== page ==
Why Walkability Isn’t Just About Proximity To Shops

Written by Adam Davies on . Posted in accessibility, Architecture, Carbon emissions, Design, Green spaces, land use, pedestrians, Proximity, sidewalks, streets, Streetscape, urban design, walkability

For many people, the concept of ‘Walkability’ simply means how many shops, cafe’s, schools and other services are within walking distance of a particular location.  While this is a really important part of a walkable neighbourhood (people won’t walk if there is nothing to walk to) there is a growing body of evidence that suggests that several other factors improve or reduce the walkability of a street or neighbourhood.

Now a new book by urban designer Julie Campoli adds to this discussion by exploring several key factors that combine to create truly walkable streets and communities.  In her new book from the Lincoln Institute: Made for Walking: Density and Neighborhood Form, Campoli argues that simply having shops, services and venues within walking distance is not enough.

Does the Hilliness of San Francisco affect it’s Walkability?

Written by Adam Davies on . Posted in apps, California, crime, Crowdsourcing, footways, Hilliness, mapping, mashup, Open Data, pedestrians, San Francisco, sidewalks, Steep Hills, urban walkability, walkability, wayfinding, web tools

San Francisco is famous for its steep hills, in fact they are part of what makes the city so distinctive and unique.  There are over 50 hills within the city and while they provide some great views once you’re at the top, they can also be a real pain to walk up!

Are streets more walkable if the pavements are removed?

Written by Adam Davies on . Posted in accessibility, behaviour change, footways, safety, shared space, sidewalks, streets, urban design, urban walkability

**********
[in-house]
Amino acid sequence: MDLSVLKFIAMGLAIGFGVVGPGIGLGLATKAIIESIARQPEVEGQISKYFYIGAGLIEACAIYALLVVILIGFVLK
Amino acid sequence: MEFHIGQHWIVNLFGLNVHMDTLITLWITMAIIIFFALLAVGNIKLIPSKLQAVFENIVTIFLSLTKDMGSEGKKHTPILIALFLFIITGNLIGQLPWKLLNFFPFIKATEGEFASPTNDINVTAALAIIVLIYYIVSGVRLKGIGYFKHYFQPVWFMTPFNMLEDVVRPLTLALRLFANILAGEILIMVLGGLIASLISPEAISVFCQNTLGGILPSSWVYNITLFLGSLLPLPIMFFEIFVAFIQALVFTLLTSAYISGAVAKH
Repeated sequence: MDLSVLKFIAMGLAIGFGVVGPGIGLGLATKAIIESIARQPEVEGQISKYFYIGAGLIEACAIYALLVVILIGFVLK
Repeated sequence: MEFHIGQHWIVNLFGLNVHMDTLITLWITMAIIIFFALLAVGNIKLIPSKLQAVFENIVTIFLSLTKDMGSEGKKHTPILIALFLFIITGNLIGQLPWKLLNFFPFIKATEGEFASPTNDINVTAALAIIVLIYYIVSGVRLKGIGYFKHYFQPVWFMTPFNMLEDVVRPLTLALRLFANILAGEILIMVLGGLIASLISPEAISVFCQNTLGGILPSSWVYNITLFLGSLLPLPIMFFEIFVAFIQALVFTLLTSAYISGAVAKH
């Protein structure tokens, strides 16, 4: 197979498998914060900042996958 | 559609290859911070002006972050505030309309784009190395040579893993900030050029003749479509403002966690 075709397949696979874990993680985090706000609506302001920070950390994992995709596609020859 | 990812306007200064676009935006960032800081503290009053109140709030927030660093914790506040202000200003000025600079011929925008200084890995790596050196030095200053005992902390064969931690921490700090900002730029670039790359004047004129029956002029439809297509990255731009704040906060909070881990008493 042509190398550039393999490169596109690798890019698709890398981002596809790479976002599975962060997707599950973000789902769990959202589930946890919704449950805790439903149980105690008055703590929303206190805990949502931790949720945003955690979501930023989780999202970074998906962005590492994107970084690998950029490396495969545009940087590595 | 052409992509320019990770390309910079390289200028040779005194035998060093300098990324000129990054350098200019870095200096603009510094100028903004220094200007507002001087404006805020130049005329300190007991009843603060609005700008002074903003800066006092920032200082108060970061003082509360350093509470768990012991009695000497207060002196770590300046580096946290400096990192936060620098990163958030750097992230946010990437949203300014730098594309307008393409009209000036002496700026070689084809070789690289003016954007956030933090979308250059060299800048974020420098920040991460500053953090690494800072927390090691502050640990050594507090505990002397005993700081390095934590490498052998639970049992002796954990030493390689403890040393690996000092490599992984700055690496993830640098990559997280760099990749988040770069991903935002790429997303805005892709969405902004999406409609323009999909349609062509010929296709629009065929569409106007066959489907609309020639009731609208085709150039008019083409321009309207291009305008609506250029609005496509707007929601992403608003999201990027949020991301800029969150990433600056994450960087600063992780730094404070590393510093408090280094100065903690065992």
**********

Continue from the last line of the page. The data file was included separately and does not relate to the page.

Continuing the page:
For most of us, when we’re walking in the city, the safest place to be is on the pavement or sidewalk.  However a new movement in urban street design, called ‘Shared Space’, is challenging this kind of thinking.  Shared Space streets aim to reduce the dominance of cars by getting people and vehicles to share the road space.  Controversially, this sometimes includes removing kerbs so that there is no physical demarcation between the pavement and the rest of the street.  Surprisingly, this risky strategy has arguably made streets safer for pedestrians, with less accidents and slower vehicle speeds.  Now the UK government has released official guidance on Shared Space, which not only shows the benefits and problems of the idea, but also attempts to provide advice on how to create high quality Shared Space streets.

Urban Umbrella 2

Making the sidewalk into a catwalk: Urban Umbrella’s to replace scaffolding in New York

Written by Adam Davies on . Posted in footways, pedestrians, sidewalks, streets, urban design, walkability

Walking can and should be cool. If you don’t agree, then argue with the Cool Kids, who once said “If I catwalk this sidewalk, I can fly this”.  If that lyric means anything, and I’m not sure if it does, it means that walking is the coolest form of transport.  But part of making walking more fashionable, is about creating street environments where we feel cool.

Take a tour

Take a tour of a walkable street